5 Things You Shouldn’t Ask A Veteran (Or Their Spouse)

As many of you know my husband, Mike, is a veteran. He served in Afghanistan 7 years ago. He made it home just in time for Christmas that year. Since his safe return, we have moved away from military life and on to other life adventures.

As Remembrance Day in Canada approaches we take the time to remember those who serve, past and present. I am incredibly thankful that my soldier made it home more then ever this time of year. And while most people take the time to thank Mike for his service this time of year, some most defiantly like to ask very prying questions.

It seems like the same questions get asked every year. And, to be honest, they are intrusive and triggering… and just not appropriate. Even though most questions come from an innocent curiosity, it’s best to just avoid questions about their time overseas. You really never know what can trigger someone. If you know a veteran or their family and you would like to say something, just a simple thank you will do. Maybe even buy them a coffee.

But please, stay away from asking these.

 

 

 

 

 

 

5 Things You Shouldn’t Ask A Veteran (Or Their Spouse!):

How Could You (Let Your Spouse) Leave Your Family To Go To War?

Did You (Your Spouse) Kill Someone / See Someone Die?

What’s The Worse Thing That Ever Happened To You Over There?

What Was It Like Over There?

Do You (Your Spouse) Suffer from PTSD After?

How Could You (Let Your Spouse) Leave Your Family To Go To War?

Why shouldn’t you ask these things? Well you may have the best intentions, all  these questions have one main thing in common – they can be triggering. A soldier may have come home, but that doesn’t mean they are not fighting their own battles. And it takes a lot of time to fight those inner battles.

So please, as we take time to remember those who have served or are currently serving, remember to be sensitive and understanding.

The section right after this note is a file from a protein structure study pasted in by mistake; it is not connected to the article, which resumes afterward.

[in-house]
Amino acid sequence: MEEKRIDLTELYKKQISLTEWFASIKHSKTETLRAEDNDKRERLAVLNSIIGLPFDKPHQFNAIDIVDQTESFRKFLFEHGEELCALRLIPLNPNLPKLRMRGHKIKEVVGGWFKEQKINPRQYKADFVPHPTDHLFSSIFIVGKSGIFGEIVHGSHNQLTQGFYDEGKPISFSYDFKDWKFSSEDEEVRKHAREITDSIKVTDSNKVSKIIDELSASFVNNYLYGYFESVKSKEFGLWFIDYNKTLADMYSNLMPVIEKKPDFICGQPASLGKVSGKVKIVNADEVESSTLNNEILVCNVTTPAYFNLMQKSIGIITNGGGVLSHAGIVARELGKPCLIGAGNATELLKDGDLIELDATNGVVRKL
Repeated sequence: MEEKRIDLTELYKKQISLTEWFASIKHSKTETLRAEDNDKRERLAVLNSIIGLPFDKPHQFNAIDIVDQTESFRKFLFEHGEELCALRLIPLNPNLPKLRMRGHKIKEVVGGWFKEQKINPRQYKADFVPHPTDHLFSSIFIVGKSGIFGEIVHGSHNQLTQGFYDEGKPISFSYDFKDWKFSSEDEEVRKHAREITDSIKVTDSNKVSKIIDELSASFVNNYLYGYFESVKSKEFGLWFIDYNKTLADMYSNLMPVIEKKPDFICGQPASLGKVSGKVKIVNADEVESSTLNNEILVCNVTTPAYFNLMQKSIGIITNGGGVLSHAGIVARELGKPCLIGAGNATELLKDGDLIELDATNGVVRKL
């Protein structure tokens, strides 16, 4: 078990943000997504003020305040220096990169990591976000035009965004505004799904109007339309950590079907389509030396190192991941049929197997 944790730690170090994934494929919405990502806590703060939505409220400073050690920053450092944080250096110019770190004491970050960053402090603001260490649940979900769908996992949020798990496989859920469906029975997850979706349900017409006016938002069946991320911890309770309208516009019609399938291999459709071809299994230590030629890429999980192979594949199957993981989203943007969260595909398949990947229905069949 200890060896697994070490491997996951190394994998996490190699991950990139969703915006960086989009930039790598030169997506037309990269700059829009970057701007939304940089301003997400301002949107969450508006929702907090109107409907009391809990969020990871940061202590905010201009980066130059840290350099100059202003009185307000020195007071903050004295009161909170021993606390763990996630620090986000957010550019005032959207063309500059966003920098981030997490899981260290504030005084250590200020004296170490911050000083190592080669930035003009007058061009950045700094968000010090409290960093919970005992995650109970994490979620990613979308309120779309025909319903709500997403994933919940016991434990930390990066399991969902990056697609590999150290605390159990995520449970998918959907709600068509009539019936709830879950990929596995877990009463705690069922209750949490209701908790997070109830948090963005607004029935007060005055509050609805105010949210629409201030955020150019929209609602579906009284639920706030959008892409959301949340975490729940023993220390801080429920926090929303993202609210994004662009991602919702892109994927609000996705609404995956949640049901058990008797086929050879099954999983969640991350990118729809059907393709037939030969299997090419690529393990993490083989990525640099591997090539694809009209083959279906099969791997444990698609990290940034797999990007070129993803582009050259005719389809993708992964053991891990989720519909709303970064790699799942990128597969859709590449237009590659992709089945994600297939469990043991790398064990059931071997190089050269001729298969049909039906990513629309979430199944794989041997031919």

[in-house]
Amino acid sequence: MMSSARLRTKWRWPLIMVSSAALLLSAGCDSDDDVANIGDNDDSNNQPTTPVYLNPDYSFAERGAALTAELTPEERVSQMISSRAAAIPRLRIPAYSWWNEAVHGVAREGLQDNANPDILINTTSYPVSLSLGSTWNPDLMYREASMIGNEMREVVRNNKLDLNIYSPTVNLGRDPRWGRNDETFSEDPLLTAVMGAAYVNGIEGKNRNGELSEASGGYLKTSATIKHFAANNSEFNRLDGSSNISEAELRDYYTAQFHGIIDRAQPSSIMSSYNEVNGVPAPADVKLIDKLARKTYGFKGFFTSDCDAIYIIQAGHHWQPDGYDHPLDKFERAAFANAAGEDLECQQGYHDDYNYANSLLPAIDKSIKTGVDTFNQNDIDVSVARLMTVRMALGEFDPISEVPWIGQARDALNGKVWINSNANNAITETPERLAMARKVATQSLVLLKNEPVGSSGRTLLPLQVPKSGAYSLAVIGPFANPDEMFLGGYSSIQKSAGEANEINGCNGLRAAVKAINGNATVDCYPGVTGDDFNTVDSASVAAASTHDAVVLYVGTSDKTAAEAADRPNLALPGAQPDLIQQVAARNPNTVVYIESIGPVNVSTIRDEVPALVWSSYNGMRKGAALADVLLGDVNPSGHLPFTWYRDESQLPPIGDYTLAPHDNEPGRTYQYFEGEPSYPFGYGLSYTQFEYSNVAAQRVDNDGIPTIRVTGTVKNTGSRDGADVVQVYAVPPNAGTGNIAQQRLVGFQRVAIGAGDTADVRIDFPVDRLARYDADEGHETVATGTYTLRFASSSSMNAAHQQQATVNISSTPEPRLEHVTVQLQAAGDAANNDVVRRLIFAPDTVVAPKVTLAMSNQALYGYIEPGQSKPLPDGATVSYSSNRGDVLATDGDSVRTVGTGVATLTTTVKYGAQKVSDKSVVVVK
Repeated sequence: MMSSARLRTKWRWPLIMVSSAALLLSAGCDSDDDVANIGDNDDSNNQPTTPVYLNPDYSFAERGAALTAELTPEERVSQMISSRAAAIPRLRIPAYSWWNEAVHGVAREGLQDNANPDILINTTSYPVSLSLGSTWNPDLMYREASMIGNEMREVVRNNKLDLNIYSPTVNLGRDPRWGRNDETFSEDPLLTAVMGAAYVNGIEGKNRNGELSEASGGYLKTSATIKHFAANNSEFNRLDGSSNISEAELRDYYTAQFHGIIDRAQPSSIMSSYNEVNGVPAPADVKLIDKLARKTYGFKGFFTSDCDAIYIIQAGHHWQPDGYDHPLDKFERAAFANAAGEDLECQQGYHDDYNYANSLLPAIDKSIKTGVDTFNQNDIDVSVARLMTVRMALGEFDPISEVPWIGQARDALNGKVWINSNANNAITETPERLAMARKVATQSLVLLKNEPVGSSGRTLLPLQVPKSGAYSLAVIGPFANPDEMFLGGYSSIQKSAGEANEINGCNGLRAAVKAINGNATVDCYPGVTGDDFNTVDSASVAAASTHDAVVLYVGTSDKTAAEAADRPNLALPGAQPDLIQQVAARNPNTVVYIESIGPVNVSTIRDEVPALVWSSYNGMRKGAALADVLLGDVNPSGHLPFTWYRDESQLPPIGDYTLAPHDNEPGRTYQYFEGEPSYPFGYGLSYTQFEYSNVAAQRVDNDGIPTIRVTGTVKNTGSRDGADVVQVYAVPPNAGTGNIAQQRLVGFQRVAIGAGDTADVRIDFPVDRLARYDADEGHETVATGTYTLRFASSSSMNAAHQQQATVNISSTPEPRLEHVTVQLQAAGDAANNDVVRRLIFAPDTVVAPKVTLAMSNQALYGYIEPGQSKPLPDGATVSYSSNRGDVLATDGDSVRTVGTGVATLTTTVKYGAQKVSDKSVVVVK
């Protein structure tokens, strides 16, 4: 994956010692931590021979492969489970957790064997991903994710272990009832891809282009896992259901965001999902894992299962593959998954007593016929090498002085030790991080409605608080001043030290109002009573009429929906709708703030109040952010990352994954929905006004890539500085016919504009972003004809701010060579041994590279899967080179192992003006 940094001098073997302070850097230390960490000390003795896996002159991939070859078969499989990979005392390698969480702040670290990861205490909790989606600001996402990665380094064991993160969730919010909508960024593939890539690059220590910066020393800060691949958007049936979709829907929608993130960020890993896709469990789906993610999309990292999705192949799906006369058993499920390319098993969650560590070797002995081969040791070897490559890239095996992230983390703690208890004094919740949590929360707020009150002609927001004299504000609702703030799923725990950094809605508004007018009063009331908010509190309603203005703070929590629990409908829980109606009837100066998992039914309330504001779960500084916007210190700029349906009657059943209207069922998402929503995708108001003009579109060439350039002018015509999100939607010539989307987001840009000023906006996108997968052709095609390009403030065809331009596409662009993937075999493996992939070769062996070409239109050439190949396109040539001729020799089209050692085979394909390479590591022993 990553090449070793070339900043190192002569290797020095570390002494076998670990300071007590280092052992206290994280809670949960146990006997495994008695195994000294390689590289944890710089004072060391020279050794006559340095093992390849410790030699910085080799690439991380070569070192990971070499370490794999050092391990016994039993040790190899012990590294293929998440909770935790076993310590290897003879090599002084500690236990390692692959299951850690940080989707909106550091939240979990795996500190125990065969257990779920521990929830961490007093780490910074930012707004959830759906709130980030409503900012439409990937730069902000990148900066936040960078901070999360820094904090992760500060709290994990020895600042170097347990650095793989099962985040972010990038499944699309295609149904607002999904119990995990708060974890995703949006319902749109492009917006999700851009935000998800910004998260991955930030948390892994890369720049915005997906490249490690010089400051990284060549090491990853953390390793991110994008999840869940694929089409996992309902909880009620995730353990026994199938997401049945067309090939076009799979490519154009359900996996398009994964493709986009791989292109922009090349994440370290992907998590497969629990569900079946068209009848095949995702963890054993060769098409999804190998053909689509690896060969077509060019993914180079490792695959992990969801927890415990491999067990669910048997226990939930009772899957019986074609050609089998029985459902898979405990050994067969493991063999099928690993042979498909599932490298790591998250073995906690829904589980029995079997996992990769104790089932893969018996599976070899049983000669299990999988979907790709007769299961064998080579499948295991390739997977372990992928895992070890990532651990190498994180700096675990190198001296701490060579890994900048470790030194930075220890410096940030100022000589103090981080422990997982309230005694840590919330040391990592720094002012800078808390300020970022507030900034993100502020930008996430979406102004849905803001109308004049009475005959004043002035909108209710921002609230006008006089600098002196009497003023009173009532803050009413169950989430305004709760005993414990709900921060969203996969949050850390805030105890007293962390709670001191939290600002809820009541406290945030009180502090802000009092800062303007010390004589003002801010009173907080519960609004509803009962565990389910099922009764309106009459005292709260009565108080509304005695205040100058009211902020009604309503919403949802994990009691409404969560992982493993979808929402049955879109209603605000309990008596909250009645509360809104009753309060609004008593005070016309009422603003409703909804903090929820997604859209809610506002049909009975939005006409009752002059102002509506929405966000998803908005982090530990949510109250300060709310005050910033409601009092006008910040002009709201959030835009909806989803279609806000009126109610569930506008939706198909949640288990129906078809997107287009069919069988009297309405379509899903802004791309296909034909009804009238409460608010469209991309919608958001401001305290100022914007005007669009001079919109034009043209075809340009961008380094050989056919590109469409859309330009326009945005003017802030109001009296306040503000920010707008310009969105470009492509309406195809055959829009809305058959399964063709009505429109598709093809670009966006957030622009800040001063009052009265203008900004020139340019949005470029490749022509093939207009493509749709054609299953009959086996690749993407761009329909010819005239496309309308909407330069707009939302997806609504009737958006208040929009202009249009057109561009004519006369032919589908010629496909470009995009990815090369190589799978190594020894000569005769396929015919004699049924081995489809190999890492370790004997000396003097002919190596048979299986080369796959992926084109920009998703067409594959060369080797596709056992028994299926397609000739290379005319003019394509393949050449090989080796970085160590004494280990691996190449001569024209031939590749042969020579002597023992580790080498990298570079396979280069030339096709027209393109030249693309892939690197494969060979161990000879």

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18 comments

  1. Maria says:

    I think above all its just a matter of common decency… The questions you mentioned are just way too personal for anyone to ask a veteran, and I mean to a level of indelicacy for even friends.

  2. corinne & kirsty says:

    To be 100% honest with you, asking these questions would have never crossed my mind. They are so personal that as long as the person does not open to me about it and just would not ask. As you said, intrusive and insensitive. But it is good that you remind people of that

  3. Brigette Collins says:

    I think these questions are honestly outright rude and inconsiderate. I have a cousin that served for several years and I could see the change from it. I think it is just tasteless and disrespectful.

  4. Ant says:

    Wow. I can’t believe some people would ask some of those questions. I’ve heard the “what was it like over there” before, Thanks for reminding people what not to ask. Unfortunately, I think that those who would ask aren’t avid blog readers. So important to address it to them when asked.

  5. Ana Vukosavljevic says:

    I think this is a great post and that everyone should read it. Some questions people really need to STOP asking. Thank you for this!

    • AlainaMonster says:

      I’m not an expert in the area by any means – but if I had to guess, I’d say it has to do with video games and TV shows that normalize killing on some level. But war is not a video game or TV show. It’s real life. And I think that people have a hard time seeing the difference.
      Thank you for your service and sacrifice <3

  6. Tiffany Yong says:

    I didn’t know it is insensitive to be asking “what is it like over there”, because I guess I’m really quite curious. But thanks for saying it out loud to let us know these are the taboos!

    • AlainaMonster says:

      And I completely understand why someone would ask these questions. I don’t think any veteran would think these questions were asked in anything but innocence. But a lot of soldiers lost their friends, family, and even a piece of themselves over there … and asking even this innocent question can be a huge trigger. I know a soldier who watched his friend get blown up, and any time he’s asked this question he just shuts down because that’s all he can remember about what it was like over there. It’s a dark time for many.

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